Back pain is a widespread condition stemming from many origins. It can impact a person in so many ways…running, walking, sitting, golf, and much more. Pain can be manifested as stiffness, tightness, sharp, shooting, achy, tired, and the list goes on. Depending on your symptoms, the most common ‘back pain’ diagnoses are:
- Disc Herniation
- Spinal Stenosis
- Muscle Strain
- Sacro-iliac Joint Dysfunction
But what REALLY does the diagnosis tell you?
A diagnosis is simply a way to categorize a cluster of symptoms that a group of people present with. For example, if you have more pain sitting than standing, or pain with bending, you will likely be diagnosed with a ‘disc herniation’. The diagnosis simply gives the medical professional a big picture of what your symptoms are.
Many people who get MRIs and have been ‘diagnosed’ with one of the above diagnoses are under the impression that their life after their MRI or given diagnosis should be different. They believe that their spine health is dictated by what their MRI showed or what diagnosis they were labeled with. This is simply not the case.
The truth behind back pain is this…
Most people’s MRIs are not necessarily consistent with their symptoms. Many people who experience back pain have a clean MRI which shows no abnormalities. And many people with an MRI that shows significant changes, have NO symptoms.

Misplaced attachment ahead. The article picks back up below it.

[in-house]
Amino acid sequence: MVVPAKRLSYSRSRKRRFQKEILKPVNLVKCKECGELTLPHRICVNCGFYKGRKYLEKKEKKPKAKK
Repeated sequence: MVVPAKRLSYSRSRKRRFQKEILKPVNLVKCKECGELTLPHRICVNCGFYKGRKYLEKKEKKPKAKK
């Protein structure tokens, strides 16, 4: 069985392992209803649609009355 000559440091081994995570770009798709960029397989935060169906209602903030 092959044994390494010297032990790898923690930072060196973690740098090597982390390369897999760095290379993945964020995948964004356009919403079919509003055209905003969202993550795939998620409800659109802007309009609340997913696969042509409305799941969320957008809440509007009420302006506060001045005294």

Many people also think that because they have a ‘disc herniation’ or ‘spinal stenosis’ or ‘sacro-iliac joint pain’, they should not be doing certain things.
“Maybe I shouldn’t run because I might make my sacro-iliac joint pain worse?”
“I stopped doing deadlifts because I didn’t want to make my disc herniation worse.”
“I can’t go to the movies because my sciatica bothers me.”
Don’t let your diagnosis rule what you do and what you don’t. There is an answer, and you can get help.
The simple truth is this:
People don’t get injured because of what they do. They get injured for doing things that they aren’t PREPARED to do.
Running too much too soon, lifting too heavy without building up, spending 4 hours helping a friend move, etc.
The best thing you can do to help your back pain is to prepare your body for doing the things you wish to do in your life. Prepare yourself physically for the challenges you may face. You may need some guidance along the way and we’re here to help if you need it!